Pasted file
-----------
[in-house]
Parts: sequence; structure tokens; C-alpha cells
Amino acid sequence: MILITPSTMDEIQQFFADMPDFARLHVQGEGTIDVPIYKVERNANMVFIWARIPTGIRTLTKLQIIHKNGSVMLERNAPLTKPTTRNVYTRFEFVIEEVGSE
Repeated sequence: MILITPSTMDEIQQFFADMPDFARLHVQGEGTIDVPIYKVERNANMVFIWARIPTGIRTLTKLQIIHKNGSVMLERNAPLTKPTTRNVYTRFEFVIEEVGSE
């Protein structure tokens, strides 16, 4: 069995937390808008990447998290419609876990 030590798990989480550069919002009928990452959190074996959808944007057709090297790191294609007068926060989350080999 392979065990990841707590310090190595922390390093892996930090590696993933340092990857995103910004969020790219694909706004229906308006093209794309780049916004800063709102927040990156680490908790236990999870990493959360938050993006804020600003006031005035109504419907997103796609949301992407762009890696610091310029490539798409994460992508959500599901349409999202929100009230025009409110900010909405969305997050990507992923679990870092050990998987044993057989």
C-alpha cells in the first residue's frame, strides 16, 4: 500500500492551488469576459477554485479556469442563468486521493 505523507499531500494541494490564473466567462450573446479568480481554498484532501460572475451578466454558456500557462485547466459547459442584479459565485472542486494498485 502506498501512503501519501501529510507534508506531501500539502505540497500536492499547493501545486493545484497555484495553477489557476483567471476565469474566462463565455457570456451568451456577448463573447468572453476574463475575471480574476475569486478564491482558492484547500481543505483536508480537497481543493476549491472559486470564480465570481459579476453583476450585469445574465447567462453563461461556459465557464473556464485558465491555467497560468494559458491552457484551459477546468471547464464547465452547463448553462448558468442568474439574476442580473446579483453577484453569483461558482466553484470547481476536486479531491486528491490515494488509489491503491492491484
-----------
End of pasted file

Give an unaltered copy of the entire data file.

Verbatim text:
[in-house]
Parts: sequence; structure tokens; C-alpha cells
Amino acid sequence: MILITPSTMDEIQQFFADMPDFARLHVQGEGTIDVPIYKVERNANMVFIWARIPTGIRTLTKLQIIHKNGSVMLERNAPLTKPTTRNVYTRFEFVIEEVGSE
Repeated sequence: MILITPSTMDEIQQFFADMPDFARLHVQGEGTIDVPIYKVERNANMVFIWARIPTGIRTLTKLQIIHKNGSVMLERNAPLTKPTTRNVYTRFEFVIEEVGSE
């Protein structure tokens, strides 16, 4: 069995937390808008990447998290419609876990 030590798990989480550069919002009928990452959190074996959808944007057709090297790191294609007068926060989350080999 392979065990990841707590310090190595922390390093892996930090590696993933340092990857995103910004969020790219694909706004229906308006093209794309780049916004800063709102927040990156680490908790236990999870990493959360938050993006804020600003006031005035109504419907997103796609949301992407762009890696610091310029490539798409994460992508959500599901349409999202929100009230025009409110900010909405969305997050990507992923679990870092050990998987044993057989």
C-alpha cells in the first residue's frame, strides 16, 4: 500500500492551488469576459477554485479556469442563468486521493 505523507499531500494541494490564473466567462450573446479568480481554498484532501460572475451578466454558456500557462485547466459547459442584479459565485472542486494498485 502506498501512503501519501501529510507534508506531501500539502505540497500536492499547493501545486493545484497555484495553477489557476483567471476565469474566462463565455457570456451568451456577448463573447468572453476574463475575471480574476475569486478564491482558492484547500481543505483536508480537497481543493476549491472559486470564480465570481459579476453583476450585469445574465447567462453563461461556459465557464473556464485558465491555467497560468494559458491552457484551459477546468471547464464547465452547463448553462448558468442568474439574476442580473446579483453577484453569483461558482466553484470547481476536486479531491486528491490515494488509489491503491492491484